In 1536, Calvin published Institutes of the Christian Religion, a veritable textbook on Protestant faith. He addressed it to King Francis I in defense of French Protestants, later known as Huguenots. Calvin attacked Catholic teachings and upheld the cornerstone of his own faith—God’s sovereignty. In addition to its impact on religious matters, Calvin’s Institutes is also noted for its influence on French language and literary style. Calvin was acclaimed as one of the foremost Reformers. He eventually settled in Geneva, Switzerland, and from 1541 onward, he made that city the focal point of his reforms.
Pursuing Reforms in Geneva
Calvin exerted a dramatic influence on Geneva. Driven by a strong sense of morality and righteousness, he changed Geneva from “a city of ill repute to one in which a strict moral code regulated the lives of all,” observes the Encyclopedia of Religion. Changes came about in other ways as well. Dr. Sabine Witt, curator of Berlin’s German Historical Museum, explains: “As a result of the religious wars in France, the population [of Geneva] doubled within a few years following the influx of thousands of Protestant refugees.” The Huguenots, possessed of a work ethic like that of Calvin, boosted the economy of the city, establishing Geneva as a center for printing and for the manufacture of timepieces.
Refugees from other lands also came to Geneva, including many from England, where Protestants were under threat from Queen Mary I. Made up mostly of exiled minorities, Calvinists thus developed what the religious journal Christ in der Gegenwart (Contemporary Christian) describes as “the theology of the persecuted.” In 1560 the refugees published the Geneva Bible, the first Bible in English to contain numbered verse divisions. Because of its compact size, this Bible facilitated personal study of God’s Word. This was probably the Bible translation taken by the Puritans when they emigrated to North America in 1620.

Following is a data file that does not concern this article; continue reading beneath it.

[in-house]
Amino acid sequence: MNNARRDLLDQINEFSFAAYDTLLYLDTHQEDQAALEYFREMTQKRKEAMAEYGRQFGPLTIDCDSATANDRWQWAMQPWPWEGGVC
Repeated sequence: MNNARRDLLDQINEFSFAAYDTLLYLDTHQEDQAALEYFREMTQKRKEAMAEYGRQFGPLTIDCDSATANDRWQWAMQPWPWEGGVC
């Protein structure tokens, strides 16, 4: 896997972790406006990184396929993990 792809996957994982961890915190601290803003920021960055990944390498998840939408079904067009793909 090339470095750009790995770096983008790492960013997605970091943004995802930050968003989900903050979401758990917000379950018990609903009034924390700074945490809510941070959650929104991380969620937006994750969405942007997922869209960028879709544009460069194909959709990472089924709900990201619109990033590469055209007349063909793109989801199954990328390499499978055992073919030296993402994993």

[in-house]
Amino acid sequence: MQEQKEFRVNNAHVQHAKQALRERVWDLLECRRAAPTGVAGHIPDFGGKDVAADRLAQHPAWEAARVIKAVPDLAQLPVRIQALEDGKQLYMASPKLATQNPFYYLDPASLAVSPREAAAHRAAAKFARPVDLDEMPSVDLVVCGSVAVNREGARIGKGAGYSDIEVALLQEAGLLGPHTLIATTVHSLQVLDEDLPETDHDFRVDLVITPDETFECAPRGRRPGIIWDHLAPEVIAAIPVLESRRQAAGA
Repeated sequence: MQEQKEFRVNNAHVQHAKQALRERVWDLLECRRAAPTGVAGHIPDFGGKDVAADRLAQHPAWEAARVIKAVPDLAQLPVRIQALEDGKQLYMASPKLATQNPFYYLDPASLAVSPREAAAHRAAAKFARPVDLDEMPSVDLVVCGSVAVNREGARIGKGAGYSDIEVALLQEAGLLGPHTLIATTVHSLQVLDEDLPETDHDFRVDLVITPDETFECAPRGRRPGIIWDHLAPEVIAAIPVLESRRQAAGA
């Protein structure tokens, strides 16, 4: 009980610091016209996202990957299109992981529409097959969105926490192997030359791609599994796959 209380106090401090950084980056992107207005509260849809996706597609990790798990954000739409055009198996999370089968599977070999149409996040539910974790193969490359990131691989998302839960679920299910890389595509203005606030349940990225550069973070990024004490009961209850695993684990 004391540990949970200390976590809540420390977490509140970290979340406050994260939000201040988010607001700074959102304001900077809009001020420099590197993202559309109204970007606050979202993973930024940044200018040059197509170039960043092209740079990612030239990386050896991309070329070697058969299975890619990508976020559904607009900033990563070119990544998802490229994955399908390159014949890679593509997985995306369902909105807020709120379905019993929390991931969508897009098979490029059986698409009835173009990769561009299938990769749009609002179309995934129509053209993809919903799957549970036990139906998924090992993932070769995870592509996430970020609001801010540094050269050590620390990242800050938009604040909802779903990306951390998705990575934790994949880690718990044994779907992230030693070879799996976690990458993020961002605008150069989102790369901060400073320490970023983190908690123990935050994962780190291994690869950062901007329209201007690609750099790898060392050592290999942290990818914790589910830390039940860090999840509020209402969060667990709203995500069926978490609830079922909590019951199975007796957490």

Geneva did not provide safe refuge for everyone, however. Michael Servetus, born in 1511 in Spain, studied Greek, Latin, Hebrew, and medicine and might have met Calvin when both were students in Paris. Servetus recognized from his study of the Bible that the doctrine of the Trinity was unscriptural. He tried to correspond with Calvin on the subject, but the latter viewed Servetus less as a friend than a foe. Persecuted by Catholics in France, Servetus fled to Calvin’s city, Geneva. Rather than being met with a welcome, he was arrested, tried for heresy, and burned at the stake in 1553. “The execution of Servetus continues to be a stigma on the life and work of the otherwise great Reformer [Calvin],” says historian Friedrich Oehninger.